NIGHT. You know more about such matters than I do; I will trust to your enlightened
views and accept this employment.
MERC. Come, come, now, Madam Night, a little gently, I beseech you. The world gives
you the reputation of not being so scrupulous. In a hundred different climes you are made
the confidant of many gallant adventures; and, if I may speak candidly, we do not owe
each other anything.
NIGHT. Let us cease these reproaches and remain what we are. Let us not give men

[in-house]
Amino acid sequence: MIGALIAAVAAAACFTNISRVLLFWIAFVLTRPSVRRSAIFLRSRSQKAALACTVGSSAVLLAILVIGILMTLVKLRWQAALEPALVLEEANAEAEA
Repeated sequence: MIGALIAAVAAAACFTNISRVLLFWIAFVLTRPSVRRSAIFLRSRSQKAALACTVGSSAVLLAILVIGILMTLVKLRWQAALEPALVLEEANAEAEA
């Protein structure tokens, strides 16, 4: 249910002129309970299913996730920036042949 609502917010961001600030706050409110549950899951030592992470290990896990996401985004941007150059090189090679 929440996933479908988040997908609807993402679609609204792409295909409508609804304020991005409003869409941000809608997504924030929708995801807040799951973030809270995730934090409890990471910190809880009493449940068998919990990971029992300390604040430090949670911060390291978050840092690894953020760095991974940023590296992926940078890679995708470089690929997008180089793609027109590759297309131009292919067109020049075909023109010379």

cause to laugh by telling each other the truth.
MERC. Adieu. I am going there to play my part in this business, promptly to strip myself
of the form of Mercury and to take in its place the figure of Amphitryon's valet.
NIGHT. I am going to keep station in this hemisphere with my sombre train.
MERC. Good day, Night.
NIGHT. Adieu, Mercury.
(Mercury descends from his cloud to the earth, and Night goes away in her chariot.)
END OF THE PROLOGUE.